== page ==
Story by Jon Bowermaster
Film by Chris Rahm & Devin Pickering

ill Yandik, Livingston town councilman and farmer stands in a dirt lane leading through the Columbia County land his family has farmed for the past one hundred years.

Pointing skyward towards towering transmission lines that cut diagonally across his family’s farm, he acknowledges they have been here since before he was born. “I grew up under transmission lines and they’ve run through our farm for three generations,” he says. “But the idea that they need to be replaced, doubled in size, which is what’s been approved by the state, is a 20th century solution for a 21st century problem.”

The specter of these giant, high-voltage transmission lines has cast a dark shadow over the Hudson Valley.

– Ned Sullivan, Scenic Hudson

The alleged problem? According to utility owners and Governor Andrew Cuomo’s Public Service Commission, there are only a few days a year where New York City is at risk of a brown-out, requiring more electricity than it currently has, mostly during the dog days of August, when everyone’s air conditioners are cranked high.

Utility companies in central and western New York propose to spend $1.2 billion stringing new lines of massive towers to deliver that needed electricity. Despite the protests of thousands of Hudson Valley residents who fought the proposal for the past two years on December 18, 2015, the PSC, gave the project at least a “next step” green light. It must now “write” a specific order for the project, which is expected sometime in 2016 with new lines being installed as early as 2019.

Transmission Line Towers run through residential neighborhoods in Dutchess County.

There is nothing small about this proposed project. The new lines will climb to one-hundred-and-thirty-feet tall and follow 22 proposed corridors. Farm fields and orchards will be bisected, scenic landscapes and tourist destinations visually marred. The debate whether to build or not to build pits green activists against powerful Albany lobbyists. Ultimately the primary point of contention was less about the aesthetics of essentially running a giant extension cord from upstate New York to NYC and more about whether or not any additional electricity was even necessary.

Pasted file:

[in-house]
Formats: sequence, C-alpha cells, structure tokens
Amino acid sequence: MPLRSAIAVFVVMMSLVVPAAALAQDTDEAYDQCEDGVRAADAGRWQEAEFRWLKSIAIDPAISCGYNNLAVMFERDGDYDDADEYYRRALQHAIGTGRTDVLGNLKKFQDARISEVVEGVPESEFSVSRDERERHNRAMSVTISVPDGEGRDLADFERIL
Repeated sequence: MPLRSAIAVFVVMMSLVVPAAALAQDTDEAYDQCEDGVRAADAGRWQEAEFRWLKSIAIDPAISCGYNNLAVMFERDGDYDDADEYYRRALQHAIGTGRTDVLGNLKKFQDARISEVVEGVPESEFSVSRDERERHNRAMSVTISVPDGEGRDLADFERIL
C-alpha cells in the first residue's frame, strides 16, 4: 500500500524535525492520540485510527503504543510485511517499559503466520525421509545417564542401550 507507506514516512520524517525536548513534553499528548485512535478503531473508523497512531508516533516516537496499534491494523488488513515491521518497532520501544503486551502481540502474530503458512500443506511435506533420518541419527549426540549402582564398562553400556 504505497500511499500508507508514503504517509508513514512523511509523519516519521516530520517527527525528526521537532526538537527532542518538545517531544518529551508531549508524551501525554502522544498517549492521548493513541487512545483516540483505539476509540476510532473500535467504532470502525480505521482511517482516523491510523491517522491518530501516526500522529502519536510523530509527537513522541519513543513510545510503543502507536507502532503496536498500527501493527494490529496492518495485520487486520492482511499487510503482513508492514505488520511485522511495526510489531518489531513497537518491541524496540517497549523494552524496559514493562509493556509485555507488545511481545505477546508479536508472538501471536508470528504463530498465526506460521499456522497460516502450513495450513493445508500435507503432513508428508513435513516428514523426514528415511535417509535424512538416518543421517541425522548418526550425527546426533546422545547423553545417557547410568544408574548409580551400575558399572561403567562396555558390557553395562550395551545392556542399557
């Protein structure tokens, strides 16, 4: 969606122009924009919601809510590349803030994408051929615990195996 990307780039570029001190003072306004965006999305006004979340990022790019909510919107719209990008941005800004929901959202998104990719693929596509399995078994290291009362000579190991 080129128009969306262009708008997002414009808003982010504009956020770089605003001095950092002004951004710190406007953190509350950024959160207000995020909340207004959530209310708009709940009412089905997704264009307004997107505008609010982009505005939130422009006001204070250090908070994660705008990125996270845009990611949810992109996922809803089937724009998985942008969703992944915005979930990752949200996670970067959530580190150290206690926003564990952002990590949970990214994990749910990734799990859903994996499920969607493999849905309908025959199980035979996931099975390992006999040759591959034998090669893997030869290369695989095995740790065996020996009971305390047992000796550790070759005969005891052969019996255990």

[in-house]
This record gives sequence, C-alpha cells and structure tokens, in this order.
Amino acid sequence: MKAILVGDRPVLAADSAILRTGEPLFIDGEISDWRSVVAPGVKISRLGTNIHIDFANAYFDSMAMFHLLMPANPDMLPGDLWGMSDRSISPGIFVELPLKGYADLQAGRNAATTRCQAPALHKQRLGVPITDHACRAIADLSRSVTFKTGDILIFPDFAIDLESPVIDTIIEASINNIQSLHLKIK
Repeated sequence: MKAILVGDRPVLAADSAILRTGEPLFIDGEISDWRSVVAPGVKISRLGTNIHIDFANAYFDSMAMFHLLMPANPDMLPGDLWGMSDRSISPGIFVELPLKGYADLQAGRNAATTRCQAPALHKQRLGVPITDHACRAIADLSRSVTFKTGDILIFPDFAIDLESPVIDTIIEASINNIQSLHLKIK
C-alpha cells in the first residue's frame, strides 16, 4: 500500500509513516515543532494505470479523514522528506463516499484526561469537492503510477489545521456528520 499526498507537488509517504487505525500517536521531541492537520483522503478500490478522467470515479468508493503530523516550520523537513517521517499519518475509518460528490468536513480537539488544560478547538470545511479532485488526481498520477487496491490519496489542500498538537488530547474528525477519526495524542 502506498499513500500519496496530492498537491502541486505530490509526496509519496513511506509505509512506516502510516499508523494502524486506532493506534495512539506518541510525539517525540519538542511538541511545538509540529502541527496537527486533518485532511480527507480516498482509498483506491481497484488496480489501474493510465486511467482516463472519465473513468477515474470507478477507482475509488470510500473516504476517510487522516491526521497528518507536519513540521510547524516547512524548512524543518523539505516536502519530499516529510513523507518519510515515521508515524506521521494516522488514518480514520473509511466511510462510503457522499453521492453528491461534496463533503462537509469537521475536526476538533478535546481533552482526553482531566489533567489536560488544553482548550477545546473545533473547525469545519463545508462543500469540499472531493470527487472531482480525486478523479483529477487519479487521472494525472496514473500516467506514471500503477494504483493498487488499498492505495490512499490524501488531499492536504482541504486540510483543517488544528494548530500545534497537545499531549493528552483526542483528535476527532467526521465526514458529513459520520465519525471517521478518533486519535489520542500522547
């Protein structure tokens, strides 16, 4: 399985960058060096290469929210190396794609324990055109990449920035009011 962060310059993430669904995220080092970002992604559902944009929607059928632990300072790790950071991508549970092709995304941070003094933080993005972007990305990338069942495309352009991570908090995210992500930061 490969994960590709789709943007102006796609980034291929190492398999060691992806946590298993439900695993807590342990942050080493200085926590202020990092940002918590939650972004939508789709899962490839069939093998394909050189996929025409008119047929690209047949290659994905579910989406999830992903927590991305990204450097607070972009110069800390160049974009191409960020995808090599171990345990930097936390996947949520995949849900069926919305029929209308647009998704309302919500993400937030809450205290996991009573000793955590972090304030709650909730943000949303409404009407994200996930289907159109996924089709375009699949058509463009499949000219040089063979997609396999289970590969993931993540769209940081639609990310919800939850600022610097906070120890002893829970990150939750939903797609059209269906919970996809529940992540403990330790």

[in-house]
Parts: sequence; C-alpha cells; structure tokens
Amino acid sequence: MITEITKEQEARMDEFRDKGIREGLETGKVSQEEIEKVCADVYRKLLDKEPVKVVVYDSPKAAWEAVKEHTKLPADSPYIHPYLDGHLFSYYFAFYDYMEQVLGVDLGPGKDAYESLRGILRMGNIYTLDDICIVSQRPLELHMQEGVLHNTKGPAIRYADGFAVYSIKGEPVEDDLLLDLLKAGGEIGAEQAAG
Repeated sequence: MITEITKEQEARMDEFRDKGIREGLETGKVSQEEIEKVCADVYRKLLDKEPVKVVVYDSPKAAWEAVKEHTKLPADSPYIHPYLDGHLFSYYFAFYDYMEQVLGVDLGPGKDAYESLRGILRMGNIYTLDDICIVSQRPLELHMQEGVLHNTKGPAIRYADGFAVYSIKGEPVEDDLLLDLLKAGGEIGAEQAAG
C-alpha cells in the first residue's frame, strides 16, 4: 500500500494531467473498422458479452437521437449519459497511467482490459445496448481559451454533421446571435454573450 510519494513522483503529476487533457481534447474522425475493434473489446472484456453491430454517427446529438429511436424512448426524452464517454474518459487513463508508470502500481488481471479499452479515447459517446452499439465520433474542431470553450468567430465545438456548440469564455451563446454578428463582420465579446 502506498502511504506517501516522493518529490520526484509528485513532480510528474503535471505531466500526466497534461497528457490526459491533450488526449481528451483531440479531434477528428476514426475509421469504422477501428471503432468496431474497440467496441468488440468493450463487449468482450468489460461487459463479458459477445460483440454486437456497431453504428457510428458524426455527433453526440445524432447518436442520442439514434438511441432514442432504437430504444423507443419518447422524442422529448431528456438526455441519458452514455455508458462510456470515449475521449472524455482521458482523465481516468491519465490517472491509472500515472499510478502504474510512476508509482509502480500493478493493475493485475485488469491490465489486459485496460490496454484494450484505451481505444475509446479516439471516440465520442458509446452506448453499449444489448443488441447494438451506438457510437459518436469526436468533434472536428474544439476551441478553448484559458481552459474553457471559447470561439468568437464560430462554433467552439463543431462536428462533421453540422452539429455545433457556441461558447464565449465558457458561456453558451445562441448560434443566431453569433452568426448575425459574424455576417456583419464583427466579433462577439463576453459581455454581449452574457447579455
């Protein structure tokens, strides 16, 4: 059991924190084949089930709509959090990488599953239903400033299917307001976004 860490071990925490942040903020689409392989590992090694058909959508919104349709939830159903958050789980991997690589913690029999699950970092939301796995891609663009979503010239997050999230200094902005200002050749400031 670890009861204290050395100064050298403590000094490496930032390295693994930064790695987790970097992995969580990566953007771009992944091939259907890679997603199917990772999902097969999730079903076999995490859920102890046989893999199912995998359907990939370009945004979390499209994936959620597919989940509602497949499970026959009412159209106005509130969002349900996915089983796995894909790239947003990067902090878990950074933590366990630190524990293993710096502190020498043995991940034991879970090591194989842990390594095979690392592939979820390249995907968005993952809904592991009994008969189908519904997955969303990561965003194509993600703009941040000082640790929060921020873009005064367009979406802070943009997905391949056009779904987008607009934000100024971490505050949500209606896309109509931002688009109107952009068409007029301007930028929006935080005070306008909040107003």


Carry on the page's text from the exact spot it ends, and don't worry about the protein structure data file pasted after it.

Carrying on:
When in his state of the state address in January 2012, Governor Andrew Cuomo first proposed the concept of a New Energy Highway – a massive rethink of how New York State is powered – the idea sounded like a win-win for the states’ energy future. He later upped the ante by signing on to the state goal of obtaining 50 percent of its energy from what we today regard as alternative sources – wind, solar, geothermal, hydropower – by 2030.

In our reporting of this ‘Hudson, A River at Risk’ series, energy delivery systems – transmission lines, natural gas pipelines, trains, barges and pipes carrying crude oil – have emerged as one of the biggest combined threats to the environmental health of both the Hudson River and Valley. The threat of spills, leaks, explosions, fires and aesthetic disruption is constantly being weighed against the goal of moving away from a fossil fuel-based energy system.

Since his 2012 announcement, the Governor’s administration has worked to flesh out the details of how to make that transition to a cleaner energy future, with the hopes of keeping everyone from utility owners to green advocates happy, though their respective goals are radically different. If you own a power plant, you want to keep it working at the highest volume possible and spend as little as possible to expand your reach. If you’re an environmental group you want to slow old, dirty, fossil fuel-based energy providers and seek new solutions to problems created by an aging power grid; you want to see more and more wind, sun, water and conservation added into the mix of energy providers.

The transmission line project is made up of a conglomerate of proposed expansions meant to bring power across the state from north western New York to the New York City metro area.